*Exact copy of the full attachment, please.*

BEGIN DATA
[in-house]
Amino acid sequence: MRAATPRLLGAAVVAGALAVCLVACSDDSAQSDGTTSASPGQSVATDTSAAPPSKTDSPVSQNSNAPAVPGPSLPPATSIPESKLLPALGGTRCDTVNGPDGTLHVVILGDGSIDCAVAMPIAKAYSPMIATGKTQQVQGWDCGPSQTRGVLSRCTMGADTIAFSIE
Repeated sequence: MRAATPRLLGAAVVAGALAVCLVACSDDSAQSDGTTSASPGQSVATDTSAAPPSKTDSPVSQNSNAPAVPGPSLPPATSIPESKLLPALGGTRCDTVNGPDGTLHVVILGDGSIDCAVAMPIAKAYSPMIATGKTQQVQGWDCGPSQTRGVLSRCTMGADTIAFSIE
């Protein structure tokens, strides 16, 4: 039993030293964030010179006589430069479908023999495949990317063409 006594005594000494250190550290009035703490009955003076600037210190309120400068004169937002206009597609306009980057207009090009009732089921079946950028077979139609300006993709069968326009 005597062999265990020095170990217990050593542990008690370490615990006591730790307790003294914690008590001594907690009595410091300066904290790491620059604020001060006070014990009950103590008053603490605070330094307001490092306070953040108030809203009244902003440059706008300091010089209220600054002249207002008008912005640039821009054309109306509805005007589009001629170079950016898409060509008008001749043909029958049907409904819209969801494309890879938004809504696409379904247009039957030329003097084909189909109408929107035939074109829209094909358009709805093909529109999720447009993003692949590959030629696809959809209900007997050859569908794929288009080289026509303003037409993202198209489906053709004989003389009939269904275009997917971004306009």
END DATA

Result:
[in-house]
Amino acid sequence: MRAATPRLLGAAVVAGALAVCLVACSDDSAQSDGTTSASPGQSVATDTSAAPPSKTDSPVSQNSNAPAVPGPSLPPATSIPESKLLPALGGTRCDTVNGPDGTLHVVILGDGSIDCAVAMPIAKAYSPMIATGKTQQVQGWDCGPSQTRGVLSRCTMGADTIAFSIE
Repeated sequence: MRAATPRLLGAAVVAGALAVCLVACSDDSAQSDGTTSASPGQSVATDTSAAPPSKTDSPVSQNSNAPAVPGPSLPPATSIPESKLLPALGGTRCDTVNGPDGTLHVVILGDGSIDCAVAMPIAKAYSPMIATGKTQQVQGWDCGPSQTRGVLSRCTMGADTIAFSIE
């Protein structure tokens, strides 16, 4: 039993030293964030010179006589430069479908023999495949990317063409 006594005594000494250190550290009035703490009955003076600037210190309120400068004169937002206009597609306009980057207009090009009732089921079946950028077979139609300006993709069968326009 005597062999265990020095170990217990050593542990008690370490615990006591730790307790003294914690008590001594907690009595410091300066904290790491620059604020001060006070014990009950103590008053603490605070330094307001490092306070953040108030809203009244902003440059706008300091010089209220600054002249207002008008912005640039821009054309109306509805005007589009001629170079950016898409060509008008001749043909029958049907409904819209969801494309890879938004809504696409379904247009039957030329003097084909189909109408929107035939074109829209094909358009709805093909529109999720447009993003692949590959030629696809959809209900007997050859569908794929288009080289026509303003037409993202198209489906053709004989003389009939269904275009997917971004306009």